Given on occasion to a woman who has demonstrated extraordinary service to the LPTW Community or theatre community, generally.


  • Mari Lynn Henry has guided thousands of actors to successful careers in film, TV and theatre for over 45 years. Upon leaving her position as Director of Casting, East Coast for ABC/NY, which she held for over thirteen years, she launched an image and career coaching business. Her book, How to Be a Working Actor, (co-written by Lynne Rogers) is currently in its 5th Edition and continues to be the “Bible of the Biz.” Her workshops on on-camera audition techniques, sight-reading, script analysis, and impression management have been well-received in cities and universities throughout the U.S. as well as Toronto, London, Oxford, and Sydney. As a guest faculty member at the Circle in the Square Theatre School, she advises the second-year students about career preparation and monologue auditions. She is the Dean of Students for the Tom Todoroff Conservatory in New York City, where she teaches the business of acting. For several years she also has been the industry showcase consultant for the New World School of the Arts in Miami. She has been a  board member and V.P. of Programs for the League of Professional Theatre Women and is head of their heritage program. In 2013 she founded the Society for the Preservation of
    Theatrical History which produces a program about famous actresses of the past entitled Stage-Struck Sampler. She earned her BA in Speech and Drama at San Jose State University and a master’s degree in theatre from the Catholic University of America in Washington, D.C.

  • Joanne Pottlitzer is a writer, theatre director, and translator who has produced many Latin American plays in New York and is the winner of two Obie Awards, two Senior Fulbright Awards, two NEA translation grants, and multiple producing and writing awards. She has directed plays in New York, Los Angeles, Tucson, and Santiago de Chile. Her English translations of Latin American plays and screenplays have been produced, published, and distributed in New York and throughout the U.S. Among them are José Triana’s Common Words; Mario Vargas Llosa’s La Chunga, The Young Lady from Tacna, Kathie and the Hippopotamus; Daedalus in the Belly of the Beast by Marco Antonio de la Parra; Nelson 2 Rodrigues by Antunes Filho; Striptease and Saying Yes by Griselda Gámbaro; The Toothbrush by Jorge Díaz; and Mythweavers by Arturo Uslar Pietri. She also translated the dubbed version of Alejandro Jodorowsky’s film The Holy Mountain.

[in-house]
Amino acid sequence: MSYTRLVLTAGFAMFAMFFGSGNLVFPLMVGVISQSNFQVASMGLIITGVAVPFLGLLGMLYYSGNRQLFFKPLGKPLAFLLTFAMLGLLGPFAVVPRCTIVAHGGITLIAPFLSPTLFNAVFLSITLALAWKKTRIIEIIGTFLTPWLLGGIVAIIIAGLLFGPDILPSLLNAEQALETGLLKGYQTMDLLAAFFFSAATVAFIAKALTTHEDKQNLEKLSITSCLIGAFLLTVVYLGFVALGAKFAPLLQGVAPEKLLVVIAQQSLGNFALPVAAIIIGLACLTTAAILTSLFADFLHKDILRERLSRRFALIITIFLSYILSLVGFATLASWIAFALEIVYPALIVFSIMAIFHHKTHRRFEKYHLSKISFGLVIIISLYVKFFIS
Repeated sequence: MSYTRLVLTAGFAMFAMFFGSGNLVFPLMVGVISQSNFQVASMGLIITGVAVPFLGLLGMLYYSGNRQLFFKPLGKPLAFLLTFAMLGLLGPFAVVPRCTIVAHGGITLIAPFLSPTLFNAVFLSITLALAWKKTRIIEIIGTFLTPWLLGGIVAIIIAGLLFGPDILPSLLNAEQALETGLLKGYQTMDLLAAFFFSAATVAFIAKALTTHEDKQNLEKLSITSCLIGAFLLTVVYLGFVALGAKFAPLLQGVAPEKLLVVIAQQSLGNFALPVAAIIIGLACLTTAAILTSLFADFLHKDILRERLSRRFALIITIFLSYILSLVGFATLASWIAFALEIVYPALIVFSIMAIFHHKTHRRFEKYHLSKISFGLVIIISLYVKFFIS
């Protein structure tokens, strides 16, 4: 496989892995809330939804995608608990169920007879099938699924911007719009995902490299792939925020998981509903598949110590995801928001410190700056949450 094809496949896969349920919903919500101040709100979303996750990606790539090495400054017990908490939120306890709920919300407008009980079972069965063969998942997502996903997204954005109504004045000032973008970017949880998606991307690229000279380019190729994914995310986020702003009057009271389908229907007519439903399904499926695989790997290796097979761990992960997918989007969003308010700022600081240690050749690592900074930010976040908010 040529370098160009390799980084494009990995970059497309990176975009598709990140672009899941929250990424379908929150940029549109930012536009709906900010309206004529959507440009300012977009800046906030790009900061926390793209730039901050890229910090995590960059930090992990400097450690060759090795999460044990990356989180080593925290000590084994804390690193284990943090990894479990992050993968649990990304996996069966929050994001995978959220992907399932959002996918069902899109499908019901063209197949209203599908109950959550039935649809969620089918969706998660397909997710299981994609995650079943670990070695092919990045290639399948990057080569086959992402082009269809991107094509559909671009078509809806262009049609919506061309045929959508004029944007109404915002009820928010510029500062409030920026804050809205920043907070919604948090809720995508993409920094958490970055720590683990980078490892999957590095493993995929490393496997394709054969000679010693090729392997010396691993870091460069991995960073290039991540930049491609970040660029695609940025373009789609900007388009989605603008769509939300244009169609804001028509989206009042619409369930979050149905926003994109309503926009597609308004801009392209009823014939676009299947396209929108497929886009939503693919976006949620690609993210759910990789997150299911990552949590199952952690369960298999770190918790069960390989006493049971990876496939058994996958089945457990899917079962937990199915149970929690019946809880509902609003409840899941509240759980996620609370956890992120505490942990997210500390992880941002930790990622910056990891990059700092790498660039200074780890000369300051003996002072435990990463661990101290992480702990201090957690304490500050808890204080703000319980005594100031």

• Linda Winer was chief theatre critic of Newsday from 1978-2017. She has taught critical writing at Columbia University’s School of the Arts since 1992 and hosted the “Women in Theatre” series on CUNY-TV from 2002 through 2007. She was chief theatre and dance critic of the Chicago Tribune from 1969-1980, a critic for the New York Daily News from 1980-1982 and USA Today from 1982-1987. Her criticism has won two first prizes from the American Society of Features Editors, two New York Newswomen’s Club Front Page Awards, the New York Newspaper Guild’s Page One Award. She teaches frequently at the Eugene O’Neill Center, has judged the Pulitzer Prize for drama nine times, five times as panel chair. She received the Distinguished Alumna Award from Northeastern Illinois University in 2013.

  • Elsa Rael has received a NY State CAPS Grant for Playwriting, First Prize in the
    Atlanta Theatre Guild Playwriting Competition, has nine produced and published plays, most recently by Pan Asian Rep. In 2014, the Women in the & Media Coalition (which Rael co-founded and served as Past President), named their VintAge Award for Advocacy for Women Aging in the Arts and Media for her. In 2016 she received an award from LPTW for her service to the organization, including being on the board, Awards Committee, Sunshine Committee, and more.

  • Sondra Gorney began her acting career in Chicago in theatre, radio and the Federal Theatre; then in New York and Hollywood. She was also an editor for Pic, a national news magazine and covered Hollywood where she married Jay Gorney, a film and stage composer. They co-produced several musical revues including “Meet the People.” In New York, they established the first musical play department at the New School and the American Theatre Wing professional training program. Then she had a career as a Public Relations Executive for non-profit organizations, as well as top corporations. Her return to theatre was via the Off-Broadway route before performing in Equity productions, as well as films and TV.  Her most recent performance was as Mrs. Hobson in Stuart Vaughan’s  “The Scarlet Letter” at the Gene Frankel Theatre.  Other credits include  “Mind Tricks”  (Vital Theatre), “Aunt Vanya”  (78th St. Theatre Lab),  and “Grandma Sylvia’s Funeral” ( Soho Playhouse) for a four-year run.  Earlier various productions were at the Vineyard Theatre, Westside Repertory, Duality and Ubu Theatres; seven feature films including “The Producers”; and in TV’s “Law and Order.” Sondra was the author of two books: “After Forty, How Women Can Achieve Fulfillment,”  and “Brother, Can You Spare a Dime? The Life of Composer Jay Gorney.”